properties, in addition to the dehydrated state maintained by Hibernate.
In general, we recommend that developers maintain a local database to support the Broadleaf Commerce implementation and
utilize import sql scripts to seed the necessary data for development. This enhances productivity and efficiency during the early
development phases. This is supported in the default state of the Broadleaf Commerce demo, as the persistence configuration
will cause the database schema to be rebuilt and imported when the demo is launched.
Integrated Dev and QA will likely more closely resemble real production data, as they will be useful for testing. In these
environments (including production), the auto rebuild and re-import feature should be disabled. Refer to Database Configuration
for more information.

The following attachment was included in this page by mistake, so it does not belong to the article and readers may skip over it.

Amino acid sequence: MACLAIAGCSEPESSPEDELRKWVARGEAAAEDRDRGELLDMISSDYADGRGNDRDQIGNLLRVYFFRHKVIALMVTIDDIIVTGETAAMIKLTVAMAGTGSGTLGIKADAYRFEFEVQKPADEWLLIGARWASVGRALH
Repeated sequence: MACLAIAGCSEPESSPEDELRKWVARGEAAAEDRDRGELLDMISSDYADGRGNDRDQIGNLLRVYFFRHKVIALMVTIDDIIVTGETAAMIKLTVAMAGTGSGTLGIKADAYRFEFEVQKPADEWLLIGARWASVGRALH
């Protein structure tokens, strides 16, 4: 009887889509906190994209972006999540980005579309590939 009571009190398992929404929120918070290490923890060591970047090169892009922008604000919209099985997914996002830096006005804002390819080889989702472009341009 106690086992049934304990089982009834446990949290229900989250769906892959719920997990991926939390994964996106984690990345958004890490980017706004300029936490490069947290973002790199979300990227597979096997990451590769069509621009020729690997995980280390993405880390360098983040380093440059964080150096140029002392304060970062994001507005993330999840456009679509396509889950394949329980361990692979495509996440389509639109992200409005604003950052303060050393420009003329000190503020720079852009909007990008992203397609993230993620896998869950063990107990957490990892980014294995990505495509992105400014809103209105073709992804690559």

As for previewing data changes before promoting to production, we are currently working on a change set feature for the admin tool
that will allow administrative users to update categories, products and promotions (in addition to CMS items) and preview those
changes in a live version of the site before promoting those changes to a live status where they would be visible to regular
users. In addition, the ability to schedule these changes to become live at a future date will be supported. This will be
a commercial feature available as part of an enterprise support contract, in addition to being available as an a la carte
feature. Please contact us for pricing and availability.
Security for web applications is a pretty wide open topic, but there are some built-in protections and supporting tools included